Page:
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Duloxetine Effective For Fibromyalgia Patients In Japan
Thursday 27 August 2015
Duloxetine An Effective Therapy for Fibromyalgia Patients in Japan
A study recently published in the journal Arthritis Research & Therapy revealed new data from a phase III clinical trial showing that duloxetine [Cymbalta] is a safe and effective therapy for fibromyalgia patients. The study is entitled “A randomized, double-blind, placebo-controlled phase III trial of duloxetine in Japanese fibromyalgia patients”, and was led by researchers at the Nihon University School of Medicine and the Tokyo Medical University in Japan.
Fibromyalgia is a medical disorder characterized by a set of symptoms that include widespread chronic musculoskeletal pain, incapacitating fatigue, stiffness and numbness in certain parts of the body, painful response to pressure, headaches, unrefreshing sleep (poor sleep quality), anxiety or depression and mood alterations. Fibromyalgia can affect people’s ability to conduct simple daily tasks, compromising their quality of life. It is estimated that 5 to 15 million Americans are affected by this disorder, especially women, and in Japan around 1.7% of the population (approximately 2 million individuals).
Duloxetine, a selective inhibitor of specific neurotransmitters, has been approved for fibromyalgia treatment in the United States. In Japan, however, duloxetine has only been approved for the treatment of major depressive disorder and diabetic peripheral neuropathic pain.
In the study, researchers evaluated the safety and efficacy of duloxetine treatment in a cohort of 393 Japanese fibromyalgia patients in a randomized, double-blind, placebo-controlled phase III clinical trial (NCT01552057). All patients had a confirmed fibromyalgia diagnosis and a Brief Pain Inventory (BPI) average pain score equal or higher than 4. Patients received either duloxetine 60 mg or a placebo once daily for a period of 14 weeks. The main endpoints of the trial were a change in BPI average pain score from baseline, the patient’s quality of life and safety.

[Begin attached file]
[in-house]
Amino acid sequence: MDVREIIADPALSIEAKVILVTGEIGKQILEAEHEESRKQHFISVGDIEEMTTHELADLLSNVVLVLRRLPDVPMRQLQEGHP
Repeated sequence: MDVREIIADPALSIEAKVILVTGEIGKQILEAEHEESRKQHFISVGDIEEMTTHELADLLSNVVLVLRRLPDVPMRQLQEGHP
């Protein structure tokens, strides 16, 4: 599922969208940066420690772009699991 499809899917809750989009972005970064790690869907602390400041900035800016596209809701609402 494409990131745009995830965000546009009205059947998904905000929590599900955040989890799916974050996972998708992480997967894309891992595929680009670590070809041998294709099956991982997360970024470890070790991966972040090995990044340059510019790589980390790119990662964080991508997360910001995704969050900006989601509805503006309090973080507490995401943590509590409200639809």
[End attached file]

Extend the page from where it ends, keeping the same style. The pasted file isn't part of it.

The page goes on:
Based on a specific covariance analysis called last observation carried forward (LOCF), researchers found a significant improvement in BPI average pain score change and quality of life 14 weeks after therapy in patients under duloxetine treatment in comparison to the placebo group. In terms of safety, duloxetine was generally well tolerated. The most common adverse events reported in patients under duloxetine therapy were somnolence, constipation and nausea.
The research team concluded that duloxetine is a safe and well tolerated therapy that seems to relief pain and improve fibromyalgia patient’s quality of life and related symptoms.
The above originally appeared here.
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